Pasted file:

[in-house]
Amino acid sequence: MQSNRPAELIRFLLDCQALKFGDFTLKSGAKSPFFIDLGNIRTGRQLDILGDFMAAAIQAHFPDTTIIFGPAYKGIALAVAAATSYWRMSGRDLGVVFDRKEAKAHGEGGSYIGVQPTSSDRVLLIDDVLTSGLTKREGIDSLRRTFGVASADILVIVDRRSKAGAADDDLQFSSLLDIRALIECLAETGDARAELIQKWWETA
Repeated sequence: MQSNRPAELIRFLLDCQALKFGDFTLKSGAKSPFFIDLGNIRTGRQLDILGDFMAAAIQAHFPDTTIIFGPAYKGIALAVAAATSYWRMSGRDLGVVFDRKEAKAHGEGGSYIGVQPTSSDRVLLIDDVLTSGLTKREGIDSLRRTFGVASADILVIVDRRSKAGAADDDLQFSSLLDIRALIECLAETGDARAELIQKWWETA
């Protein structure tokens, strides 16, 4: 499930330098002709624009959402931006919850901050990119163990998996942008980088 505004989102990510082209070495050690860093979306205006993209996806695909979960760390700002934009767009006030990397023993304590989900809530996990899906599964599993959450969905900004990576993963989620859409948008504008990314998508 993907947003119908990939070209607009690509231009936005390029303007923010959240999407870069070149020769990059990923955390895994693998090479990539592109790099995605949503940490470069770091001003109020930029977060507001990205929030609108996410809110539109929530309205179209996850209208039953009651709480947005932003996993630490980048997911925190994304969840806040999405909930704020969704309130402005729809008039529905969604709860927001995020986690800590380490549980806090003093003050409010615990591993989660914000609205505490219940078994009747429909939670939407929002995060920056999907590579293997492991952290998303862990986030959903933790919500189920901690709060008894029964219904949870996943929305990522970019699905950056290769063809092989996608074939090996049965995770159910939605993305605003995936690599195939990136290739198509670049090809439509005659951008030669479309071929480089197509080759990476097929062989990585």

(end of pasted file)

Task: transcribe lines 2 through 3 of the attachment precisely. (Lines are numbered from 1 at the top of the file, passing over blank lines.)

Amino acid sequence: MQSNRPAELIRFLLDCQALKFGDFTLKSGAKSPFFIDLGNIRTGRQLDILGDFMAAAIQAHFPDTTIIFGPAYKGIALAVAAATSYWRMSGRDLGVVFDRKEAKAHGEGGSYIGVQPTSSDRVLLIDDVLTSGLTKREGIDSLRRTFGVASADILVIVDRRSKAGAADDDLQFSSLLDIRALIECLAETGDARAELIQKWWETA
Repeated sequence: MQSNRPAELIRFLLDCQALKFGDFTLKSGAKSPFFIDLGNIRTGRQLDILGDFMAAAIQAHFPDTTIIFGPAYKGIALAVAAATSYWRMSGRDLGVVFDRKEAKAHGEGGSYIGVQPTSSDRVLLIDDVLTSGLTKREGIDSLRRTFGVASADILVIVDRRSKAGAADDDLQFSSLLDIRALIECLAETGDARAELIQKWWETA